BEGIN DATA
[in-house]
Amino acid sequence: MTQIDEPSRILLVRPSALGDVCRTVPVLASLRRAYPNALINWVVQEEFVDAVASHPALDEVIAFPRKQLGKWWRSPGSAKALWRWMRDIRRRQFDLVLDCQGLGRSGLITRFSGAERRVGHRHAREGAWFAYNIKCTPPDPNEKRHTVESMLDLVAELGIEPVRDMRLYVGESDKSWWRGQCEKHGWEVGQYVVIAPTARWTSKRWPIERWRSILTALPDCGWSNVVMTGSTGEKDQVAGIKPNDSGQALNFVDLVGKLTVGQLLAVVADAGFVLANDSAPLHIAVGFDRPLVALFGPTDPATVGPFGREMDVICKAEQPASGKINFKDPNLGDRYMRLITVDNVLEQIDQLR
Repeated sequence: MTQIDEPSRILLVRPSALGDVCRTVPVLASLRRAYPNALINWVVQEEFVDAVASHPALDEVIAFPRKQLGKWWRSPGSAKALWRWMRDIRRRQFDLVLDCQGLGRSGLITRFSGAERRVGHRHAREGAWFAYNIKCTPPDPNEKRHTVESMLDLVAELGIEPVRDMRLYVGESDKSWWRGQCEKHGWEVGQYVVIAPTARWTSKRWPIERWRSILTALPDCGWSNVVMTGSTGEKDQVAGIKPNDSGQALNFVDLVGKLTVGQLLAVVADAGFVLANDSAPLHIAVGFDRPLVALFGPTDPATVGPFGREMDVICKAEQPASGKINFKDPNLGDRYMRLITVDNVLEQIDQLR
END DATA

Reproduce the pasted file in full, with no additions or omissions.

[in-house]
Amino acid sequence: MTQIDEPSRILLVRPSALGDVCRTVPVLASLRRAYPNALINWVVQEEFVDAVASHPALDEVIAFPRKQLGKWWRSPGSAKALWRWMRDIRRRQFDLVLDCQGLGRSGLITRFSGAERRVGHRHAREGAWFAYNIKCTPPDPNEKRHTVESMLDLVAELGIEPVRDMRLYVGESDKSWWRGQCEKHGWEVGQYVVIAPTARWTSKRWPIERWRSILTALPDCGWSNVVMTGSTGEKDQVAGIKPNDSGQALNFVDLVGKLTVGQLLAVVADAGFVLANDSAPLHIAVGFDRPLVALFGPTDPATVGPFGREMDVICKAEQPASGKINFKDPNLGDRYMRLITVDNVLEQIDQLR
Repeated sequence: MTQIDEPSRILLVRPSALGDVCRTVPVLASLRRAYPNALINWVVQEEFVDAVASHPALDEVIAFPRKQLGKWWRSPGSAKALWRWMRDIRRRQFDLVLDCQGLGRSGLITRFSGAERRVGHRHAREGAWFAYNIKCTPPDPNEKRHTVESMLDLVAELGIEPVRDMRLYVGESDKSWWRGQCEKHGWEVGQYVVIAPTARWTSKRWPIERWRSILTALPDCGWSNVVMTGSTGEKDQVAGIKPNDSGQALNFVDLVGKLTVGQLLAVVADAGFVLANDSAPLHIAVGFDRPLVALFGPTDPATVGPFGREMDVICKAEQPASGKINFKDPNLGDRYMRLITVDNVLEQIDQLR